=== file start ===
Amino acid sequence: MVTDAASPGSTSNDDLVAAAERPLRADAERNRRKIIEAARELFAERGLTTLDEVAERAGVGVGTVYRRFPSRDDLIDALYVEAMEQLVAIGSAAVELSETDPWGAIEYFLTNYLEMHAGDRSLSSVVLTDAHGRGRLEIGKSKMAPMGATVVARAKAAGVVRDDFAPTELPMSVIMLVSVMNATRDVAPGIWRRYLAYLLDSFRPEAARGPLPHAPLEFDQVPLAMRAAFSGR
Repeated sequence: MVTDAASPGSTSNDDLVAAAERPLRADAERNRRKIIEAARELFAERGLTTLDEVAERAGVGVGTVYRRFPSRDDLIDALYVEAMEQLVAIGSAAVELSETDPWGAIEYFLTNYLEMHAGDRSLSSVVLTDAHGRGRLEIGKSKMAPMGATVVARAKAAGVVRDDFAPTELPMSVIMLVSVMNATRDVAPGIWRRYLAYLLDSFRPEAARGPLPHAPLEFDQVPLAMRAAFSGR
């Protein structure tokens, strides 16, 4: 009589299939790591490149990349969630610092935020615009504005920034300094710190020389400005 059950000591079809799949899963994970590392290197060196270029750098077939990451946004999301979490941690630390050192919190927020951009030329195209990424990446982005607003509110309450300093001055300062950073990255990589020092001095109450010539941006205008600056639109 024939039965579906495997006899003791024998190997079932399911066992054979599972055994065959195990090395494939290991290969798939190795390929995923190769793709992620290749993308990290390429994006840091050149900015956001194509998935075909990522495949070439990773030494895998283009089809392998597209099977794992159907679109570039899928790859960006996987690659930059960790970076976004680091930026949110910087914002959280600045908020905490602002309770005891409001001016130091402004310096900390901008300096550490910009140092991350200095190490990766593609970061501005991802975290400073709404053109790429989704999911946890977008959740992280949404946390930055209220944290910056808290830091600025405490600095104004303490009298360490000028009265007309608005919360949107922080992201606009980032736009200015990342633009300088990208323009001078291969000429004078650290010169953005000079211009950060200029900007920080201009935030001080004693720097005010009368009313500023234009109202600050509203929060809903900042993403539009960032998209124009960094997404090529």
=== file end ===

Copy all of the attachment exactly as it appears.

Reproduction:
Amino acid sequence: MVTDAASPGSTSNDDLVAAAERPLRADAERNRRKIIEAARELFAERGLTTLDEVAERAGVGVGTVYRRFPSRDDLIDALYVEAMEQLVAIGSAAVELSETDPWGAIEYFLTNYLEMHAGDRSLSSVVLTDAHGRGRLEIGKSKMAPMGATVVARAKAAGVVRDDFAPTELPMSVIMLVSVMNATRDVAPGIWRRYLAYLLDSFRPEAARGPLPHAPLEFDQVPLAMRAAFSGR
Repeated sequence: MVTDAASPGSTSNDDLVAAAERPLRADAERNRRKIIEAARELFAERGLTTLDEVAERAGVGVGTVYRRFPSRDDLIDALYVEAMEQLVAIGSAAVELSETDPWGAIEYFLTNYLEMHAGDRSLSSVVLTDAHGRGRLEIGKSKMAPMGATVVARAKAAGVVRDDFAPTELPMSVIMLVSVMNATRDVAPGIWRRYLAYLLDSFRPEAARGPLPHAPLEFDQVPLAMRAAFSGR
């Protein structure tokens, strides 16, 4: 009589299939790591490149990349969630610092935020615009504005920034300094710190020389400005 059950000591079809799949899963994970590392290197060196270029750098077939990451946004999301979490941690630390050192919190927020951009030329195209990424990446982005607003509110309450300093001055300062950073990255990589020092001095109450010539941006205008600056639109 024939039965579906495997006899003791024998190997079932399911066992054979599972055994065959195990090395494939290991290969798939190795390929995923190769793709992620290749993308990290390429994006840091050149900015956001194509998935075909990522495949070439990773030494895998283009089809392998597209099977794992159907679109570039899928790859960006996987690659930059960790970076976004680091930026949110910087914002959280600045908020905490602002309770005891409001001016130091402004310096900390901008300096550490910009140092991350200095190490990766593609970061501005991802975290400073709404053109790429989704999911946890977008959740992280949404946390930055209220944290910056808290830091600025405490600095104004303490009298360490000028009265007309608005919360949107922080992201606009980032736009200015990342633009300088990208323009001078291969000429004078650290010169953005000079211009950060200029900007920080201009935030001080004693720097005010009368009313500023234009109202600050509203929060809903900042993403539009960032998209124009960094997404090529």